Have you heard of minimalism? It's a"new" movement to describe an old behavior of limiting the amount of "stuff" you...
I just had time to catch up on my comments. Sorry it took me so long if you had a comment in moderation. I'd like to welcome my new gue...
The A-Z challenge rolls on and now I get to start talking about the original reason for starting my blog. Way back in 2006 I realized that I...
Saturday, September 5, 2009
The 10 Commandments for Business Failure
This book was written by the head of Coca-Cola during the "New Coke" debacle. Many of the best lessons are from his experience as an executive of the company during that time, it was the time dominated by cola wars, for any who are too young to remember cola advertising was on everything and in an obnoxious way. Pepsi challenges were the centerpoint of state fairs and you couldn't breathe without knowing whether your oxygen was sponsored by Coke or Pepsi.
Truthfully I found this book to be pretty light. All the points about running a business such as don't lose your passion, listen to your customers, don't send mixed messages to your customers, be willing to change your bureaucracy and so forth are pretty simple and well known. I'd would have liked to see a more in depth look at the subjects.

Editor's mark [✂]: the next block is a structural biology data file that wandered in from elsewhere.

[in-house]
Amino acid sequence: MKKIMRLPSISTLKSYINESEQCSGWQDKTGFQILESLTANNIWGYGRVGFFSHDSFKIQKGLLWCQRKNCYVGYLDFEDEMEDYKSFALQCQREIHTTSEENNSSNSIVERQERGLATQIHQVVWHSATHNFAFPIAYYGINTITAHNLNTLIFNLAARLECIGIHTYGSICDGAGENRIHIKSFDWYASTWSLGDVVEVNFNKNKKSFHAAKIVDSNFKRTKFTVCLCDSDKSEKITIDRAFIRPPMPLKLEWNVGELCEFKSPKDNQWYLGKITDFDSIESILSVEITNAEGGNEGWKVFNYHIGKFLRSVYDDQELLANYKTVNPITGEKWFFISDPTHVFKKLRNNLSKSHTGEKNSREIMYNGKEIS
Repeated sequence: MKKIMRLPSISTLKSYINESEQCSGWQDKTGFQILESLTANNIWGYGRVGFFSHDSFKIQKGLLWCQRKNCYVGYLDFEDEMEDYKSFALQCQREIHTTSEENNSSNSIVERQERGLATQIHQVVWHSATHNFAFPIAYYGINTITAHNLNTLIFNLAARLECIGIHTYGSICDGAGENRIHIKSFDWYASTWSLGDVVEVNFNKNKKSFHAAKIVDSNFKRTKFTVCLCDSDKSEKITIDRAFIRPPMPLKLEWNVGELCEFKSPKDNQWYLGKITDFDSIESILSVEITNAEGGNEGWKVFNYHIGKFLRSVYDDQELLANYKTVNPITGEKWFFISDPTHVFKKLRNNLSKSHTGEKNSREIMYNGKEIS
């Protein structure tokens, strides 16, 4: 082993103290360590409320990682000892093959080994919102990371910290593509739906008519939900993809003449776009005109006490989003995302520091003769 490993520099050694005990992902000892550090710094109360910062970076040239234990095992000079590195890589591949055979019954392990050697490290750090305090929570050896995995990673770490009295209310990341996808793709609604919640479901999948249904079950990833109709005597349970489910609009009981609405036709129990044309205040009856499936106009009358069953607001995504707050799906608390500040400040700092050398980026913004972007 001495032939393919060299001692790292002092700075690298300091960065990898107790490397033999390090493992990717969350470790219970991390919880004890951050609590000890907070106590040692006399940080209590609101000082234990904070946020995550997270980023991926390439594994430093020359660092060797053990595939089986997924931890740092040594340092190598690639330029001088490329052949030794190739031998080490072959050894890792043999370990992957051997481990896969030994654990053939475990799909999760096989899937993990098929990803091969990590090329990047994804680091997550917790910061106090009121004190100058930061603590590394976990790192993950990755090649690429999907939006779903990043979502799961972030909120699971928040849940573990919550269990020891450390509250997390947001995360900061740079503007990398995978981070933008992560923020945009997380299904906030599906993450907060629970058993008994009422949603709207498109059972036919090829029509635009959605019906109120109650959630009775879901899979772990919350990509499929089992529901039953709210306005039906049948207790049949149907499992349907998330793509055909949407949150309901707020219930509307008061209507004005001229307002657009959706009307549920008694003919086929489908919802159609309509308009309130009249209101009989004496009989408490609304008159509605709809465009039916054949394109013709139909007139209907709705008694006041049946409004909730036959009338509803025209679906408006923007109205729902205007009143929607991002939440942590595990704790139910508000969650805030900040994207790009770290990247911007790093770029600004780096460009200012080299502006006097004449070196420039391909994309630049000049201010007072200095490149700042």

For example listening to your customers and being responsive to feedback is a well known business success factor, but what gets in the way of companies doing that? Cost, and how do you make decisions on when to listen to them and when to lose their business to a competitor? Cost analysis based on good guesswork. I would like to see more business books that aren't full of platitudes and more full of case scenarios of decision making. I guess you don't find much of that outside of business school and more specifically finance school.
Oh well I guess the book serves it's purpose well enough for a feel good four hour read for corporate drones. Other than that skip it and spend your time elsewhere.